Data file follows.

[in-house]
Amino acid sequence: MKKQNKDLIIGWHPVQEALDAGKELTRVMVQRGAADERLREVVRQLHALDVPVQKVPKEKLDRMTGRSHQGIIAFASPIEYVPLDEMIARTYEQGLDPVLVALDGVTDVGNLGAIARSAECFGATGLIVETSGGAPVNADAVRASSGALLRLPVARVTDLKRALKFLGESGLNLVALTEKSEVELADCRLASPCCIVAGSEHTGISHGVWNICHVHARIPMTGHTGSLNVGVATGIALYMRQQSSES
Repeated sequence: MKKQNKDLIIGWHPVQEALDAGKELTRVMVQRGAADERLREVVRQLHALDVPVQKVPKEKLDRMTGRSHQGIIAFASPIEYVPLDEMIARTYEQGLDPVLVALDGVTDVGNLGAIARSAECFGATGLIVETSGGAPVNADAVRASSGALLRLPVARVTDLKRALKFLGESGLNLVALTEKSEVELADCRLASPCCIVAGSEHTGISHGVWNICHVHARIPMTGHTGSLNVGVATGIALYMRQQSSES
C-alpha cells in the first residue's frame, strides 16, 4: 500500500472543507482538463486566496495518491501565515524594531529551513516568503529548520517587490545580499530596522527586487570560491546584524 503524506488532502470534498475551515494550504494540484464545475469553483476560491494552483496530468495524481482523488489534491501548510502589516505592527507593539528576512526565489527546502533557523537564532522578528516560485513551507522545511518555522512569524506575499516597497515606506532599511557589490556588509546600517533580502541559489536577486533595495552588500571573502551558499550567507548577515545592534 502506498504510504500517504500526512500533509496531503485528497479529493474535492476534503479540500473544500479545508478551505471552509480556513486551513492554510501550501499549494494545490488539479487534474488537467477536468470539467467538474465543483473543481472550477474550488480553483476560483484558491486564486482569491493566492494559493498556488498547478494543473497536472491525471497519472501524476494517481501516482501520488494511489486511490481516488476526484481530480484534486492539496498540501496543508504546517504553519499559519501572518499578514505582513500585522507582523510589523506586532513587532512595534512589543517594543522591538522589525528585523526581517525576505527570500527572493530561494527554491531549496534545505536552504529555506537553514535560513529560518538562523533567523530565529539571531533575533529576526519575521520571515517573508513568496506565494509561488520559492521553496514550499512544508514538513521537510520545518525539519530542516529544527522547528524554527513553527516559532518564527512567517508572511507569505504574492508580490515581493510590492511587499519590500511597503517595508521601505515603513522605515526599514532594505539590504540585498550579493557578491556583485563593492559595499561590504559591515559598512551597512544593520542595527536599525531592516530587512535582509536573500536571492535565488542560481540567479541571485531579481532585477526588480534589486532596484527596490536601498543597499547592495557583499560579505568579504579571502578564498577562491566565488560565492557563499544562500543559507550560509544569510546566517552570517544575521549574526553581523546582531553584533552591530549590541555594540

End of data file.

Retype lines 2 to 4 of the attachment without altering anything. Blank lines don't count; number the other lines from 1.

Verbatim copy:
Amino acid sequence: MKKQNKDLIIGWHPVQEALDAGKELTRVMVQRGAADERLREVVRQLHALDVPVQKVPKEKLDRMTGRSHQGIIAFASPIEYVPLDEMIARTYEQGLDPVLVALDGVTDVGNLGAIARSAECFGATGLIVETSGGAPVNADAVRASSGALLRLPVARVTDLKRALKFLGESGLNLVALTEKSEVELADCRLASPCCIVAGSEHTGISHGVWNICHVHARIPMTGHTGSLNVGVATGIALYMRQQSSES
Repeated sequence: MKKQNKDLIIGWHPVQEALDAGKELTRVMVQRGAADERLREVVRQLHALDVPVQKVPKEKLDRMTGRSHQGIIAFASPIEYVPLDEMIARTYEQGLDPVLVALDGVTDVGNLGAIARSAECFGATGLIVETSGGAPVNADAVRASSGALLRLPVARVTDLKRALKFLGESGLNLVALTEKSEVELADCRLASPCCIVAGSEHTGISHGVWNICHVHARIPMTGHTGSLNVGVATGIALYMRQQSSES
C-alpha cells in the first residue's frame, strides 16, 4: 500500500472543507482538463486566496495518491501565515524594531529551513516568503529548520517587490545580499530596522527586487570560491546584524 503524506488532502470534498475551515494550504494540484464545475469553483476560491494552483496530468495524481482523488489534491501548510502589516505592527507593539528576512526565489527546502533557523537564532522578528516560485513551507522545511518555522512569524506575499516597497515606506532599511557589490556588509546600517533580502541559489536577486533595495552588500571573502551558499550567507548577515545592534 502506498504510504500517504500526512500533509496531503485528497479529493474535492476534503479540500473544500479545508478551505471552509480556513486551513492554510501550501499549494494545490488539479487534474488537467477536468470539467467538474465543483473543481472550477474550488480553483476560483484558491486564486482569491493566492494559493498556488498547478494543473497536472491525471497519472501524476494517481501516482501520488494511489486511490481516488476526484481530480484534486492539496498540501496543508504546517504553519499559519501572518499578514505582513500585522507582523510589523506586532513587532512595534512589543517594543522591538522589525528585523526581517525576505527570500527572493530561494527554491531549496534545505536552504529555506537553514535560513529560518538562523533567523530565529539571531533575533529576526519575521520571515517573508513568496506565494509561488520559492521553496514550499512544508514538513521537510520545518525539519530542516529544527522547528524554527513553527516559532518564527512567517508572511507569505504574492508580490515581493510590492511587499519590500511597503517595508521601505515603513522605515526599514532594505539590504540585498550579493557578491556583485563593492559595499561590504559591515559598512551597512544593520542595527536599525531592516530587512535582509536573500536571492535565488542560481540567479541571485531579481532585477526588480534589486532596484527596490536601498543597499547592495557583499560579505568579504579571502578564498577562491566565488560565492557563499544562500543559507550560509544569510546566517552570517544575521549574526553581523546582531553584533552591530549590541555594540